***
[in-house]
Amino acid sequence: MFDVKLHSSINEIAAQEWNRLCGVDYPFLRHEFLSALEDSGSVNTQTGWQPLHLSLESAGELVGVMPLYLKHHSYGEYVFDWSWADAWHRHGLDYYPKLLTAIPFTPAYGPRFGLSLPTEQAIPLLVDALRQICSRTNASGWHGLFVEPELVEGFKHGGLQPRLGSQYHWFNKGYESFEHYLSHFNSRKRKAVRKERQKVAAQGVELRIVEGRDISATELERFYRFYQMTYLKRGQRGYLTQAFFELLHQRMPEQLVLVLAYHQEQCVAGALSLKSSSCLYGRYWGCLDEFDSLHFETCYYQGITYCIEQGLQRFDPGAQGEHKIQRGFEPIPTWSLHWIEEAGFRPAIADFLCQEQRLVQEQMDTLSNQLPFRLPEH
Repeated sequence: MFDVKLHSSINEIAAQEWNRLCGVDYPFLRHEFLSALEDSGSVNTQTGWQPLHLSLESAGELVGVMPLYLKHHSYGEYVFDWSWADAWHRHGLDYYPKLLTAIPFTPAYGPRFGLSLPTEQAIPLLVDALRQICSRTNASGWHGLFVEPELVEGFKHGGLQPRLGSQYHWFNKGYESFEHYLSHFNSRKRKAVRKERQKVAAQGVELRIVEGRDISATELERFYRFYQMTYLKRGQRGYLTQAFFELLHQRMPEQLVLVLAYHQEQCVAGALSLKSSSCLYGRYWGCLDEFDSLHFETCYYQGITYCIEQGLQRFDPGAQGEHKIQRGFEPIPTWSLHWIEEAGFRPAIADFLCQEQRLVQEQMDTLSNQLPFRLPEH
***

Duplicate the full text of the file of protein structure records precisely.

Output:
[in-house]
Amino acid sequence: MFDVKLHSSINEIAAQEWNRLCGVDYPFLRHEFLSALEDSGSVNTQTGWQPLHLSLESAGELVGVMPLYLKHHSYGEYVFDWSWADAWHRHGLDYYPKLLTAIPFTPAYGPRFGLSLPTEQAIPLLVDALRQICSRTNASGWHGLFVEPELVEGFKHGGLQPRLGSQYHWFNKGYESFEHYLSHFNSRKRKAVRKERQKVAAQGVELRIVEGRDISATELERFYRFYQMTYLKRGQRGYLTQAFFELLHQRMPEQLVLVLAYHQEQCVAGALSLKSSSCLYGRYWGCLDEFDSLHFETCYYQGITYCIEQGLQRFDPGAQGEHKIQRGFEPIPTWSLHWIEEAGFRPAIADFLCQEQRLVQEQMDTLSNQLPFRLPEH
Repeated sequence: MFDVKLHSSINEIAAQEWNRLCGVDYPFLRHEFLSALEDSGSVNTQTGWQPLHLSLESAGELVGVMPLYLKHHSYGEYVFDWSWADAWHRHGLDYYPKLLTAIPFTPAYGPRFGLSLPTEQAIPLLVDALRQICSRTNASGWHGLFVEPELVEGFKHGGLQPRLGSQYHWFNKGYESFEHYLSHFNSRKRKAVRKERQKVAAQGVELRIVEGRDISATELERFYRFYQMTYLKRGQRGYLTQAFFELLHQRMPEQLVLVLAYHQEQCVAGALSLKSSSCLYGRYWGCLDEFDSLHFETCYYQGITYCIEQGLQRFDPGAQGEHKIQRGFEPIPTWSLHWIEEAGFRPAIADFLCQEQRLVQEQMDTLSNQLPFRLPEH